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Old 06-20-2022, 11:11 AM   #1
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water in port velvet drive

I recently put my '79 Ocean trawler in the water after a long lay up (8 years) and discovered water in the port velvet drive. The water has probably been there for years.

I replaced the oil cooler, pumped out the tranny twice, replaced the ATF, and ran for 2-3 minutes. Though it shifted smoothly from forward to neutral to reverse, I discovered the rear seal had a slow leak.

We pulled the reduction gear and found a rusty aft bearing and the tailpiece had a slightly damaged race where the bearing rides.

We definitely need to replace the aft tailpiece and bearing, but I am a bit worried the bearing on the forward end of the tranny will be in the same condition - and who knows what else, we cannot see, has been damaged by rust.

I'm wondering if a rebuild transmission might be the best answer or maybe rebuilding my transmission.

Or should I just put it back together and see what I have. If it fails or makes a bunch of noise, I could replace it then.

Your thoughts are appreciated.
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Old 06-20-2022, 11:54 AM   #2
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IF the trans has good bones, why buy another cow to get more bones?
You really wont know what's going on until you open it up and look.
I would start by removing the trans oil cooler clean, pressure test and see if that was the problem.
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Old 06-20-2022, 11:57 AM   #3
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I would just go ahead and rebuild it and be done with it.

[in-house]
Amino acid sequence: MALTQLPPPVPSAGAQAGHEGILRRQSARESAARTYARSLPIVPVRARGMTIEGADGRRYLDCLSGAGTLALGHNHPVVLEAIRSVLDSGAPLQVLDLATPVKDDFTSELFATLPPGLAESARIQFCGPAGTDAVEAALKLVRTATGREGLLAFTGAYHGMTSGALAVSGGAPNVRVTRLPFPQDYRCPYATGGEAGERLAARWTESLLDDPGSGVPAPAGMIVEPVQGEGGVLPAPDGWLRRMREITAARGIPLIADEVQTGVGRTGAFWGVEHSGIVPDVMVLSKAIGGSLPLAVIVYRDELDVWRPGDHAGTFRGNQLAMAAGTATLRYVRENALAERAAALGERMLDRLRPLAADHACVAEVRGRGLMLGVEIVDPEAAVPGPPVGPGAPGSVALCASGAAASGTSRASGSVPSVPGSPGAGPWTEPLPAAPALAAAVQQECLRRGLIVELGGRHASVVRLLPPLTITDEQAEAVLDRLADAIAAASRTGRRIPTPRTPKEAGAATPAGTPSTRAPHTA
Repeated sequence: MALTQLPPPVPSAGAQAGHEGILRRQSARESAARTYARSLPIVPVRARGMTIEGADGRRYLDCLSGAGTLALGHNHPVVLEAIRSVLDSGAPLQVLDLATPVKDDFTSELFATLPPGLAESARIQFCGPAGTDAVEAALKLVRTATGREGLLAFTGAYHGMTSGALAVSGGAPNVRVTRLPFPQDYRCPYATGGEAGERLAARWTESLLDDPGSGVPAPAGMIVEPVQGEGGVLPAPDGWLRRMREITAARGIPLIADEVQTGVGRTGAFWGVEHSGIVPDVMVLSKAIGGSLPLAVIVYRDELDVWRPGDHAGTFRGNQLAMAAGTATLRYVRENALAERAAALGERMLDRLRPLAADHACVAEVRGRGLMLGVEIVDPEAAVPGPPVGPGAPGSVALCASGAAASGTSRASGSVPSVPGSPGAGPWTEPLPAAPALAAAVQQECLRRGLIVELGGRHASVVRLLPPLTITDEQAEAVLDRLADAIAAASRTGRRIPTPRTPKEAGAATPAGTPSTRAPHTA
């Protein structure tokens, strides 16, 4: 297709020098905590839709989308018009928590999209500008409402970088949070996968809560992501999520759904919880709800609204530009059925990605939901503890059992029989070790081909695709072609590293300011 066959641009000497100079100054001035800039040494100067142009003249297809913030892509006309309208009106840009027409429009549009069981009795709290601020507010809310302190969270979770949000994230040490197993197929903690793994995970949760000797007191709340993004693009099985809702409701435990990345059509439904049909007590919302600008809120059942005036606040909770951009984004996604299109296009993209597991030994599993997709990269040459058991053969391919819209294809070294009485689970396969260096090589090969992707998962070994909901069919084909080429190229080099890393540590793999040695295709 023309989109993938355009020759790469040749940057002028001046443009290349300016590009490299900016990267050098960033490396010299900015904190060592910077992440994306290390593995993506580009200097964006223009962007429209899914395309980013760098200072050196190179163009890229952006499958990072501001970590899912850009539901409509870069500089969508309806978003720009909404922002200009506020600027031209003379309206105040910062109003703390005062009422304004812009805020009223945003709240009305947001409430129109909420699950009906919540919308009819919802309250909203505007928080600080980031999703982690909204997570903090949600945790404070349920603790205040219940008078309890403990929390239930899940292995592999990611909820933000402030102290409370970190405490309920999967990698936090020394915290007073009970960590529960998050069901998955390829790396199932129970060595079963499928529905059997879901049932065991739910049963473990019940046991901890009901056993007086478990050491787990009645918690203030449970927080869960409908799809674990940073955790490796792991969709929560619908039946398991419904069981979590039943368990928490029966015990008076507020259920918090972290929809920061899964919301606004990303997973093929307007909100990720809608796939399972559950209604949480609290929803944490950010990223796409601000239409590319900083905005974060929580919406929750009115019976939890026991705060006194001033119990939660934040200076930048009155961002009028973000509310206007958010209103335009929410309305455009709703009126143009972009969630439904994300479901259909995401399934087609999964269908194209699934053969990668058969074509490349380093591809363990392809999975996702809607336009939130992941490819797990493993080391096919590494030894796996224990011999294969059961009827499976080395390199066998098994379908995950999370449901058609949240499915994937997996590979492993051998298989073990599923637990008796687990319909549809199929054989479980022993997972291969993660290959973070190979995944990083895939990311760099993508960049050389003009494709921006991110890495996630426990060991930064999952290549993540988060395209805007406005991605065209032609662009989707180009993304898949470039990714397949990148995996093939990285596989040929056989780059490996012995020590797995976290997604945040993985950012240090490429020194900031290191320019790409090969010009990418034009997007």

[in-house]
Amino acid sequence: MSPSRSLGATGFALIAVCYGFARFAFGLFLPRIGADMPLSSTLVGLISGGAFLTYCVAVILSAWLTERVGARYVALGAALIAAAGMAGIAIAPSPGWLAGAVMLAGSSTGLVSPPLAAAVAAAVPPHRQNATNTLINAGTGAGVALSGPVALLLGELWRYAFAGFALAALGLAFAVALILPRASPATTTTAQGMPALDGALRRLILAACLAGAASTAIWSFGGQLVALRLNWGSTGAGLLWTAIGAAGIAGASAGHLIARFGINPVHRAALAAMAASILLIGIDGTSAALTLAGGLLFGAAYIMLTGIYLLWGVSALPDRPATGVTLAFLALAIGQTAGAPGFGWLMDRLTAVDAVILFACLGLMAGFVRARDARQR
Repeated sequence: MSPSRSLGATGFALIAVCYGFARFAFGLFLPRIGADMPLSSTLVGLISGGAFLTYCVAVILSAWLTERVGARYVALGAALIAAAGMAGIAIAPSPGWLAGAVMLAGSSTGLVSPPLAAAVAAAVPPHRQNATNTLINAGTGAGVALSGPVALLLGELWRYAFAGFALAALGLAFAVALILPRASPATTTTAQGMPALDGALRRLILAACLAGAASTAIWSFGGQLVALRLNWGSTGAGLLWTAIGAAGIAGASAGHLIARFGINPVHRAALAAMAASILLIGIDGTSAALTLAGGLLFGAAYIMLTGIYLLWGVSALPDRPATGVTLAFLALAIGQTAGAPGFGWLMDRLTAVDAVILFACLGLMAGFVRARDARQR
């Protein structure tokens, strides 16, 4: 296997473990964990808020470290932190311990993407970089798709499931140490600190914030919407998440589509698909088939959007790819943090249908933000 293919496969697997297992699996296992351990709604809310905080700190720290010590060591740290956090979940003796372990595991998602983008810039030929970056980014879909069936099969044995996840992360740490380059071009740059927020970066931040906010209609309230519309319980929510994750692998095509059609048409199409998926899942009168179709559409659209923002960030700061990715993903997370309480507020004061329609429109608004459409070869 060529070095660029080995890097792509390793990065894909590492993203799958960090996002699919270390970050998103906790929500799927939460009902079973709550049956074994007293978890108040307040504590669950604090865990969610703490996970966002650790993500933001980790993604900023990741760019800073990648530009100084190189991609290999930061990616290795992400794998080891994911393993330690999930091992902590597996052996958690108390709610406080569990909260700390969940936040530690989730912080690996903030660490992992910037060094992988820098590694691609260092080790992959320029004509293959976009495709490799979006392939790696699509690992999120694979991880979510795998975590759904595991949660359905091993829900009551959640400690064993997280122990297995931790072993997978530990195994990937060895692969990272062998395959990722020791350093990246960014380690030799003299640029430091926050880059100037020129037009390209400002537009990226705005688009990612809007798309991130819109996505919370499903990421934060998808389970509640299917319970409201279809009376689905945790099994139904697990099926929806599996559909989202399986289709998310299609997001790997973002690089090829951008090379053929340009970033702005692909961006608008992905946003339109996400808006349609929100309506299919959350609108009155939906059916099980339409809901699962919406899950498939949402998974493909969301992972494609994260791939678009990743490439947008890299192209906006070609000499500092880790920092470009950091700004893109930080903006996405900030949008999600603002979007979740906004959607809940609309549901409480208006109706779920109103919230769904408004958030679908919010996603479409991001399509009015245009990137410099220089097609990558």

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Old 06-20-2022, 12:00 PM   #4
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Originally Posted by PNM View Post

We definitely need to replace the aft tailpiece and bearing, but I am a bit worried the bearing on the forward end of the tranny will be in the same condition - and who knows what else, we cannot see, has been damaged by rust.

I'm wondering if a rebuild transmission might be the best answer or maybe rebuilding my transmission.

Or should I just put it back together and see what I have. If it fails or makes a bunch of noise, I could replace it then.

Your thoughts are appreciated.
Seems like you've answered your own question, as you've already taken it apart. My thoughts: REBUILD THE TRANSMISSION. These things don't heal themselves. If you simply stuff it all back together and "...it makes a bunch of noise", make sure and have alternate propulsion available 24/7. You'll very likely need it, and in very short order.

Regards,

Pete
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Old 06-20-2022, 04:01 PM   #5
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U might get lucky. If power plant is down angle, free water will sit towards the rear.
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Old 06-20-2022, 05:57 PM   #6
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Just rebuilt mine at 6k hours.

We pulled it in just a couple hours. Put it trunk of car and shipped it off for a rebuild.

Not that big a deal. One guy can carry it, about 125#.

Cost $4k total.

Replace dampner plate and cooler while there, all new switches.
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Old 06-20-2022, 05:58 PM   #7
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Go dig around my blog, grandbankschoices, and you can check it out.
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Old 06-20-2022, 06:08 PM   #8
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Is this one of the dreaded drop-center BWs for which parts are near unobtainium?
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Old 06-20-2022, 09:15 PM   #9
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To rebuild or not to rebuild my Velvet Drive

Thanks for your wisdom.

I replaced the ATF cooler and flushed the velvet drive twice. That's when I found the slow ATF leak out of the back of the reduction gear rear seal area.

My mechanic pulled the reduction gear to replace the rear seal. That's when he found the rusted bearing and race.

The transmission is still mounted to the engine. The bearing is on the aft end of the shaft that runs through the reduction gear. That said, the same ATF flows through the entire tranny including the reduction gear.